In Congreve’s play, jealousy, deceit, and intrigue are important and interrelated plot devices that drive the action of the play by creating conflict between characters. In many ways, the play can be thought of as a competition between Mirabell and Fainall to deceive the other by means of opposing schemes to gain control of Lady Wishfort and her fortune. Each man is assisted in his plan to outdo the other. Fainall has one helper, his mistress, Mrs. Marwood, while several major and minor characters participate in Mirabell’s plan to win Millamant as his bride and retain her love and inheritance.
Congreve’s most duplicitous characters, those carrying on affairs and scheming against love because of their own unrequited love, are themselves the most jealous. Jealousy is a huge motivator for the adulterers, Fainall and Marwood, and also Lady Wishfort to plot and scheme against Mirabell. Both Marwood and Wishfort start off in love with Mirabell, but because he does not return their sentiments, their all-consuming jealousy of him leads them to hate him and plot to ruin his future with Millamant. Fainall is also jealous of Mirabell because he fears his popularity with women, particularly that Marwood still loves Mirabell, and also because Mirabell threatens to gain some of Wishfort’s fortune by marrying Millamant.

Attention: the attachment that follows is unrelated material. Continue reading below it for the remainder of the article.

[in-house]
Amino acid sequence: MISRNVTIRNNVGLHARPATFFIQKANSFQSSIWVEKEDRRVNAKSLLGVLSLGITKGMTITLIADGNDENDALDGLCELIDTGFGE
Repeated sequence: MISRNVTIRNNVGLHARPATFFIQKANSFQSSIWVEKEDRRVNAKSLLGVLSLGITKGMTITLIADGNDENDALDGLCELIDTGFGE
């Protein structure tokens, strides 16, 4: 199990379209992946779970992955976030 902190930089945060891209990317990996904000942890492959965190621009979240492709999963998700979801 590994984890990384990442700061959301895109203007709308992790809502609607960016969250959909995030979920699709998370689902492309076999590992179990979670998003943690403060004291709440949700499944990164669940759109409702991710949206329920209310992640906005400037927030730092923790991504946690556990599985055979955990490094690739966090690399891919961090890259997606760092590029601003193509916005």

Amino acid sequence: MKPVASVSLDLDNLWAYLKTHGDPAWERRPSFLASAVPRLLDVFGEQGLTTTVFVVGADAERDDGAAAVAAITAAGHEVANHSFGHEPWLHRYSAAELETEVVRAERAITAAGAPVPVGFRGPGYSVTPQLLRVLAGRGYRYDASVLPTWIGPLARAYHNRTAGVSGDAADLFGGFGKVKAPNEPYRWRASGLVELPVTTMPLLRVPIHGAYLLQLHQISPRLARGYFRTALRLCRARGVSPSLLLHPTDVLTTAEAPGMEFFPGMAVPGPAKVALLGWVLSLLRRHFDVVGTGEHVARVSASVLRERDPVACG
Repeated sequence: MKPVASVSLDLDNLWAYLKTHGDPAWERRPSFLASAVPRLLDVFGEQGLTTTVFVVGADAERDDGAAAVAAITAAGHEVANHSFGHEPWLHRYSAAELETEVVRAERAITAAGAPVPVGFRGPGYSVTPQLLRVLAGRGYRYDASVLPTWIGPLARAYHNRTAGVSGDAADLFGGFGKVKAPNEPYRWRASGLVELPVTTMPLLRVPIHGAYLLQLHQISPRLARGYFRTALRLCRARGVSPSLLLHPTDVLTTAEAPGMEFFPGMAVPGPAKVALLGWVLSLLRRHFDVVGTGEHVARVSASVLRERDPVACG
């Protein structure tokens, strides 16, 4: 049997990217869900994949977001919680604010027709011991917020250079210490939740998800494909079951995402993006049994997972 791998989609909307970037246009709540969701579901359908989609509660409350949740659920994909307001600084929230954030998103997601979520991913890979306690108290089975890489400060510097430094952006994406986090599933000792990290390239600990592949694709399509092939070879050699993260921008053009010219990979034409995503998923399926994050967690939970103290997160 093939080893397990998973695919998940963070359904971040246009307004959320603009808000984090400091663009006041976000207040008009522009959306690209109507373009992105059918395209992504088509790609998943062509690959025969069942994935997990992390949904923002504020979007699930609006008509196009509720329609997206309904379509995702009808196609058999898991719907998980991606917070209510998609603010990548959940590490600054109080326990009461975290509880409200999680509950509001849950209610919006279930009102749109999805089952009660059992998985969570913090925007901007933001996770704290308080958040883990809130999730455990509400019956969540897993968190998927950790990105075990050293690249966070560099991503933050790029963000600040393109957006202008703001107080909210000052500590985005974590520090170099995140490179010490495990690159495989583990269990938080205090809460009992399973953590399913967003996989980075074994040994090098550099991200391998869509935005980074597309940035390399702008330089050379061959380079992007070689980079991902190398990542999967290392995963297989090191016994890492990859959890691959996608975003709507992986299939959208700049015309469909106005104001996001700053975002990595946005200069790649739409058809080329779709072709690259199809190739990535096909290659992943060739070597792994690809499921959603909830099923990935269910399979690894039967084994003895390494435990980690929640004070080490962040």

In portraying how jealousy motivates these characters to behave as they do, Congreve develops several lessons about jealousy’s negative effects. In the end, all overly jealous characters end up not getting what they want: revenge against Mirabell. For Fainall, his lack of honesty causes him to distrust the honesty of others and doubt his mistress, which ultimately hurts his plan because he alienates his only ally. Marwood’s case is a lesson in what happens when one tries to thwart too many people at once. Though she wants to help Fainall secure Wishfort’s money, she also wants to get back at Mirabell by any means necessary. Her jealousy blinds her to the consequences of developing her own separate plans to prevent Mirabell’s marriage to Millamant. After suggesting to Lady Wishfort that Millamant marry Sir Rowland, her move threatens the success of Fainall’s plot and the couple has to work much harder to try to gain the fortune. Wishfort’s jealousy leads her to play right into the hands of both Fainall and Mirabell. So eager is she to hurt Mirabell and prevent him from marrying Millamant that she thinks she’s more in control of the situation than she actually is. Instead of playing Mirabell, she gets played by other people, several of whom are below her station as a lady but are more than her superiors in wit, like Foible.